Wyatt Blair, here’s a simple introduction: if you like things like rock, pop, fun, guitars or being alive, you already have (or you need!) a copy of Blair’s Banana Cream Dream, which finally came out on vinyl last year after original issue on (of course) cassette. And if you liked Banana Cream Dream, you better strap on your fingerless gloves and tighten up your headband because Blair’s coming album Point Of No Return is gonna take you somewhere you’ve never been before. Point of No Return is out Friday on Burger and Lolipop, and Wyatt Blair performs all over Southern California this weekend. This interview by Chris Ziegler." /> WYATT BLAIR: ONLY THE STRONG SURVIVE | L.A. RECORD - Part 2

WYATT BLAIR: ONLY THE STRONG SURVIVE

August 3rd, 2016 | Interviews


photography by ben rice

Wyatt Blair: I want to make records you can’t put your finger on: ‘Oh yeah, it sounds like fucking Beach Fossils.’ There’s not enough of this shit going on, and it makes me laugh—maybe I should try that. And I just try that, you know? I’d be myself but I’m not like that in real life, and I thought it’d be funny to write anthem-y songs. And I don’t know—it helped me, man! It was fun making it, I had a good time recording it, and I hope people have a good time listening to it.
What does pop music mean to you? I get the sense it’s not just hooks and harmony.
Wyatt Blair: It’s more of an escape. I think it’s funny because the things I enjoy in life the most are things that I shove into the holes of my body. Music is like fucking my head constantly, and I don’t want to get fucked by some giant black fucking dark death metal-y shit.
You want a little romance.
Wyatt Blair: It’s like as you get older, women get pickier with men, men get pickier with women … people get pickier with music and food and diet and shit like that, and for me, the real world depresses me too much. I just need something that makes me smile—something that’s real, that I can feel. To me, that’s pop music, and I know a lot of people feel the same way. I feel like that’s how pop music is pop music, and I think that’s why it’s so successful—a lot of people are just fucking unhappy, you know? I really feel like the general public is just fucking upset. Why listen to upsetting music when you’re upset? Like that’s why people drink and people, when they celebrate, they go eat. It’s an escape. It’s a way to comfort yourself and feel good and get away from all the real world shit. So that’s why I’ve always been attracted to it. When I was younger I thought pop music was lame. I was like, ‘Oh, fuck pop music, I’m never going to make a pop record.’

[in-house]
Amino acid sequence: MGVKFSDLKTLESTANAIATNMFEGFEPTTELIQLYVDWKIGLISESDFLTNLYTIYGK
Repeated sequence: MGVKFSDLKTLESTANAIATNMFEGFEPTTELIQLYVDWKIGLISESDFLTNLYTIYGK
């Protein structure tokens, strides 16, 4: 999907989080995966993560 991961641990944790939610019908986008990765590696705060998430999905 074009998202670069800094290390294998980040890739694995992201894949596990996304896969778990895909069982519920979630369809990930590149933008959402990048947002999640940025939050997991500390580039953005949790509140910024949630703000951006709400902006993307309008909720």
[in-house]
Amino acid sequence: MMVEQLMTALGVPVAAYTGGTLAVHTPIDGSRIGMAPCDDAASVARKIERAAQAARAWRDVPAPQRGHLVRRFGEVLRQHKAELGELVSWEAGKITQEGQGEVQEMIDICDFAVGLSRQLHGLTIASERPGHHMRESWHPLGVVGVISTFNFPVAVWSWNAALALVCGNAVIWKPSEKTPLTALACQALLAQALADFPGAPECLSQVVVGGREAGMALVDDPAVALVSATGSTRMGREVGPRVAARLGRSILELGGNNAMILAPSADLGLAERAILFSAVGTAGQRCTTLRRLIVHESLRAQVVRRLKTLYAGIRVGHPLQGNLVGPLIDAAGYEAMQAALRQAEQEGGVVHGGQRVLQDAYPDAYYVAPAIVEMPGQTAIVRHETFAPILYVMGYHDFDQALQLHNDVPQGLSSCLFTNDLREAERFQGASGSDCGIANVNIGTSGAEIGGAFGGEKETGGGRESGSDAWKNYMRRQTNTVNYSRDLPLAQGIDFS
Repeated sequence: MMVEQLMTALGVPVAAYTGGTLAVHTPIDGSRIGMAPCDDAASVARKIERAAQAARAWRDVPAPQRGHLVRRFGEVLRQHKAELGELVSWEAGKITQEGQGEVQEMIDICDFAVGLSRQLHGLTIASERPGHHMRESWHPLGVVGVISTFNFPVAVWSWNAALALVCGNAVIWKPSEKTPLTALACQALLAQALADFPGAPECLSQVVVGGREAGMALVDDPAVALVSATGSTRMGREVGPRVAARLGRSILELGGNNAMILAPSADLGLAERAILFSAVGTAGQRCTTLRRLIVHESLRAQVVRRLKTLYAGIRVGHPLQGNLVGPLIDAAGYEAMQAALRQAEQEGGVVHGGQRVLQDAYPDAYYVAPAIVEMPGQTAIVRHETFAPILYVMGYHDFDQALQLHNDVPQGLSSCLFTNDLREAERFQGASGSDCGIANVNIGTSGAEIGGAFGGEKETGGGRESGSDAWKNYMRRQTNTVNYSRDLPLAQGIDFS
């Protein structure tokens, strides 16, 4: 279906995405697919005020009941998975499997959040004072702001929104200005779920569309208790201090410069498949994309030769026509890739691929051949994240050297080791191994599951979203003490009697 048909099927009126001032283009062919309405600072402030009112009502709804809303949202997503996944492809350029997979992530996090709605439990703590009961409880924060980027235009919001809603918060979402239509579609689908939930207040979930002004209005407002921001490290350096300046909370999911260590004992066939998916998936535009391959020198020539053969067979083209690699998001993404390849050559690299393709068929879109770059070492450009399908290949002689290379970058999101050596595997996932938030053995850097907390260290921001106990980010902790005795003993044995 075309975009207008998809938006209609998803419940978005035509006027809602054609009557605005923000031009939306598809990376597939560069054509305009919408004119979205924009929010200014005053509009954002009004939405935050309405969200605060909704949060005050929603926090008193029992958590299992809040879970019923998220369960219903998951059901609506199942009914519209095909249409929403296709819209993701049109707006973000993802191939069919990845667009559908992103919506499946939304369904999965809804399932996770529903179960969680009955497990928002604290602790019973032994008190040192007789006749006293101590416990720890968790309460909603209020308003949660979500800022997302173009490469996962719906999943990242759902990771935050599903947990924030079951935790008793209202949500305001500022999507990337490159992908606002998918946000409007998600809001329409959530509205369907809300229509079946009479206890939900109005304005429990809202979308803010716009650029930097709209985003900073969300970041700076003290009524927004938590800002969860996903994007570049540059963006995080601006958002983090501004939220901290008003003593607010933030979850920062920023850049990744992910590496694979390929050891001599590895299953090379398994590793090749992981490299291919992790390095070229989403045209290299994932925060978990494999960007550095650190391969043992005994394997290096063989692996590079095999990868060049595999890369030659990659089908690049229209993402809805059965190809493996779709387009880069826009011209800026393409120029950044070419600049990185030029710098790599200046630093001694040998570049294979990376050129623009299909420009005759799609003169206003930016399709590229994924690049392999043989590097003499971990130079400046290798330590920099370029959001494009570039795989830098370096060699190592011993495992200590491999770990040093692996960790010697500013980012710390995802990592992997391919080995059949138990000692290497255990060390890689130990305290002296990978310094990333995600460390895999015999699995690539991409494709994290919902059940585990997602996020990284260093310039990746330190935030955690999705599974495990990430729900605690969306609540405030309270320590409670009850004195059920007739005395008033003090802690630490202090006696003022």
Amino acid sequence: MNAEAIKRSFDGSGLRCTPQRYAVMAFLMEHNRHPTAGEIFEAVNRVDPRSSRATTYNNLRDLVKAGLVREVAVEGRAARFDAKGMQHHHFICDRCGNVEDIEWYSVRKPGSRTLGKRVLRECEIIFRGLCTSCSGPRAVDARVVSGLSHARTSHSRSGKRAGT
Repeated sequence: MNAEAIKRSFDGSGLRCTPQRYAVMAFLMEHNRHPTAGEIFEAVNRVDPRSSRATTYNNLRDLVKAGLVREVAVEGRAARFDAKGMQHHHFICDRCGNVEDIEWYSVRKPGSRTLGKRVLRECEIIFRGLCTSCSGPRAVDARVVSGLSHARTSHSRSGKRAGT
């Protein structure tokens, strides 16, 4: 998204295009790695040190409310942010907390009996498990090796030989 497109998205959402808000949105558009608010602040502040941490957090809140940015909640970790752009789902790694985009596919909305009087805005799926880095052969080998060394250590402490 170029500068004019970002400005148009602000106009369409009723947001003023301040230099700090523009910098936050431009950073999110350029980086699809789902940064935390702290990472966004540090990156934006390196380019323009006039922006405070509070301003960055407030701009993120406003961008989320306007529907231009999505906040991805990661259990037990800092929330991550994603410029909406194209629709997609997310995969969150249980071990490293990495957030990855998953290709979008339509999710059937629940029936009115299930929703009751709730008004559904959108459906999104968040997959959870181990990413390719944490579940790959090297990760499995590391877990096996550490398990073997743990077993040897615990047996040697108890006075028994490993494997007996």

‘Pop music is popular music!’
Wyatt Blair: Exactly. That’s why punk exists so heavily in teenage kids, you know? It’s anti-parents, anti-everything. But when you get older, you’re like, ‘Man, I can make more of a statement of “fuck everything going on!” by making a pop record.’ It’s more punk to me, making the most badass pop record than making the most badass punk record.
You mentioned ‘arena rock’ before—what’s the fundamental definition of arena rock? It can bring thousands of people together.
Wyatt Blair: It’s like singing that shit where it’s like, ‘Fuck, this feels good. We’re fucking doing shit.’ I don’t know how to describe that feeling. I’ve never really had it in real life, it’s just … I feel it with records, you know? When I listen to a Thin Lizzy record, I’m like, ‘FUCK! That motherfucker … he gets it. He’s talking directly to me.’
So are records the only reason you know this is a real feeling?
Wyatt Blair: Totally. That’s it for me, man. That’s it. All I do is listen to records. I don’t go to fucking live shows … it doesn’t really matter to me. The band could suck. I don’t judge a band on their live shows. Okay, you just wasted thirty minutes of my time, but that’s okay—I’m going to buy your record, and that I’ll listen to the rest of my life. What you want people to hear is the record, you know? It’s like … if you’re going to buy a fucking kitchen table, would you want to buy it at some woodworking festival where ten thousand people are watching this guy quickly make a kitchen table, going, ‘Here you go, you can have this!’ Or would you be like, ‘Dude, why don’t you take your time and make it the way you want it to look and feel and then I’ll be interested in buying it because then I can actually use this kitchen table for years with my family and I can pass it down to my grandkids.’ To me, that’s what a record is. Why go watch a band, you know? Underneath all these lights, it’s uncomfortable, the band’s on tour and has been traveling and hasn’t slept … I mean, fuck, you can’t expect it to sound the way the band wants it to sound, really. I want the record. Just give me the record, you know? I want to listen to it with my eyes closed, when I go to sleep, when I’m making breakfast, when I’m drinking coffee or chillin’…
This sounds like records to you are more like literature or film. It’s about the finished project, not the process. Not like a play, where it can change every time, but about the complete and unchanging final work.
Wyatt Blair: Exactly. That’s a perfect way of describing that, you know? I like plays, I like Broadway—that’s cool, you know? And I like seeing bands live. But it’s not the same to me. It doesn’t get me that same fucking high as having that record.
What makes you collect records? How does it connect to the music you make?
Wyatt Blair: I don’t view my collection as a whole collection. I go band to band. For instance, my latest obsession has been Thin Lizzy for the past year, and all I’ve been buying are Thin Lizzy records. I don’t buy anything else right now. Now I have every fucking Thin Lizzy record. I don’t give a fuck about any other band. Like … it’s Thin Lizzy. That’s it. But I know that’ll die because this has been the same with me for ten years, and then it’ll be some other band. I’ll try and get their whole discography and really get into ‘em. I like hearing the progress from the first record to the second record to the third record. To me, that’s the story of someone’s life. It’s harder with bands that don’t have a huge discography, which is cooler to me because it’s even more mysterious: ‘Whoa, they have one record? That’s the one record that they have and it’s amazing! Holy shit!’
They came from nowhere and went back to nowhere. Who were they? No one knows.
Wyatt Blair: Exactly! There are so many bands that only put out 45s: ‘What? These are the only songs?’